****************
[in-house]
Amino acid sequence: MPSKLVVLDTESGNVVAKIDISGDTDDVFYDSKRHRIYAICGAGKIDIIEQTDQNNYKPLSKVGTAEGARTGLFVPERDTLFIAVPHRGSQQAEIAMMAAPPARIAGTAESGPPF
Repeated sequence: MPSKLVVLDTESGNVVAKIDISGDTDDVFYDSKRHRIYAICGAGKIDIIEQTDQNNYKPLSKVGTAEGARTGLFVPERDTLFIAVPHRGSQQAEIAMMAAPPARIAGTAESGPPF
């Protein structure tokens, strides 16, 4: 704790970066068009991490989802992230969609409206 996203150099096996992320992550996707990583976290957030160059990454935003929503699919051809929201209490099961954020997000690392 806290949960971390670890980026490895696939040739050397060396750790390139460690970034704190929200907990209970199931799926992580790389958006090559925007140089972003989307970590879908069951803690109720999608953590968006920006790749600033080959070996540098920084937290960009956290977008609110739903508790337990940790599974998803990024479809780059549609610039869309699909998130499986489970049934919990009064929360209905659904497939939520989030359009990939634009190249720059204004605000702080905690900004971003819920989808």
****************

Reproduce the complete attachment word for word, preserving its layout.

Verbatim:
[in-house]
Amino acid sequence: MPSKLVVLDTESGNVVAKIDISGDTDDVFYDSKRHRIYAICGAGKIDIIEQTDQNNYKPLSKVGTAEGARTGLFVPERDTLFIAVPHRGSQQAEIAMMAAPPARIAGTAESGPPF
Repeated sequence: MPSKLVVLDTESGNVVAKIDISGDTDDVFYDSKRHRIYAICGAGKIDIIEQTDQNNYKPLSKVGTAEGARTGLFVPERDTLFIAVPHRGSQQAEIAMMAAPPARIAGTAESGPPF
């Protein structure tokens, strides 16, 4: 704790970066068009991490989802992230969609409206 996203150099096996992320992550996707990583976290957030160059990454935003929503699919051809929201209490099961954020997000690392 806290949960971390670890980026490895696939040739050397060396750790390139460690970034704190929200907990209970199931799926992580790389958006090559925007140089972003989307970590879908069951803690109720999608953590968006920006790749600033080959070996540098920084937290960009956290977008609110739903508790337990940790599974998803990024479809780059549609610039869309699909998130499986489970049934919990009064929360209905659904497939939520989030359009990939634009190249720059204004605000702080905690900004971003819920989808």